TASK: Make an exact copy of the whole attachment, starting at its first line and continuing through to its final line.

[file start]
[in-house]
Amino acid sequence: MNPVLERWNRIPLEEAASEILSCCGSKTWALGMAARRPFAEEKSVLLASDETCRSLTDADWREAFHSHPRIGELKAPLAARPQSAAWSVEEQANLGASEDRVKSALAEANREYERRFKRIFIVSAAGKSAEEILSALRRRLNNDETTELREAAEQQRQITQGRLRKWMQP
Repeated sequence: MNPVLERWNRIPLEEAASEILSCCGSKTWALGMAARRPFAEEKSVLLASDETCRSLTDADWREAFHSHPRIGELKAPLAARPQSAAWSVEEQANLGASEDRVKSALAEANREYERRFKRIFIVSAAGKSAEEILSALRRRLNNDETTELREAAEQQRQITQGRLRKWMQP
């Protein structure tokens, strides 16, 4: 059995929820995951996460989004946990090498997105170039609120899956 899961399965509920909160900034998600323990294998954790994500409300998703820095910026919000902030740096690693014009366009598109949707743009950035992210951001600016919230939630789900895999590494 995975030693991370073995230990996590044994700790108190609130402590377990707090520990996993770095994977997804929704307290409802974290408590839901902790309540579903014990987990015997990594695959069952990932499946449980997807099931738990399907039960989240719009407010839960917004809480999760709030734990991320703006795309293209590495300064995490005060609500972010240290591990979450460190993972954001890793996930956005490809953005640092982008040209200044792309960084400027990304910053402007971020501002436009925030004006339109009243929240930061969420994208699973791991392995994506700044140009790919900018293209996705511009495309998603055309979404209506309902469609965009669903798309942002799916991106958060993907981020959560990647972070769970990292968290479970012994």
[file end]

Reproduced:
[in-house]
Amino acid sequence: MNPVLERWNRIPLEEAASEILSCCGSKTWALGMAARRPFAEEKSVLLASDETCRSLTDADWREAFHSHPRIGELKAPLAARPQSAAWSVEEQANLGASEDRVKSALAEANREYERRFKRIFIVSAAGKSAEEILSALRRRLNNDETTELREAAEQQRQITQGRLRKWMQP
Repeated sequence: MNPVLERWNRIPLEEAASEILSCCGSKTWALGMAARRPFAEEKSVLLASDETCRSLTDADWREAFHSHPRIGELKAPLAARPQSAAWSVEEQANLGASEDRVKSALAEANREYERRFKRIFIVSAAGKSAEEILSALRRRLNNDETTELREAAEQQRQITQGRLRKWMQP
């Protein structure tokens, strides 16, 4: 059995929820995951996460989004946990090498997105170039609120899956 899961399965509920909160900034998600323990294998954790994500409300998703820095910026919000902030740096690693014009366009598109949707743009950035992210951001600016919230939630789900895999590494 995975030693991370073995230990996590044994700790108190609130402590377990707090520990996993770095994977997804929704307290409802974290408590839901902790309540579903014990987990015997990594695959069952990932499946449980997807099931738990399907039960989240719009407010839960917004809480999760709030734990991320703006795309293209590495300064995490005060609500972010240290591990979450460190993972954001890793996930956005490809953005640092982008040209200044792309960084400027990304910053402007971020501002436009925030004006339109009243929240930061969420994208699973791991392995994506700044140009790919900018293209996705511009495309998603055309979404209506309902469609965009669903798309942002799916991106958060993907981020959560990647972070769970990292968290479970012994």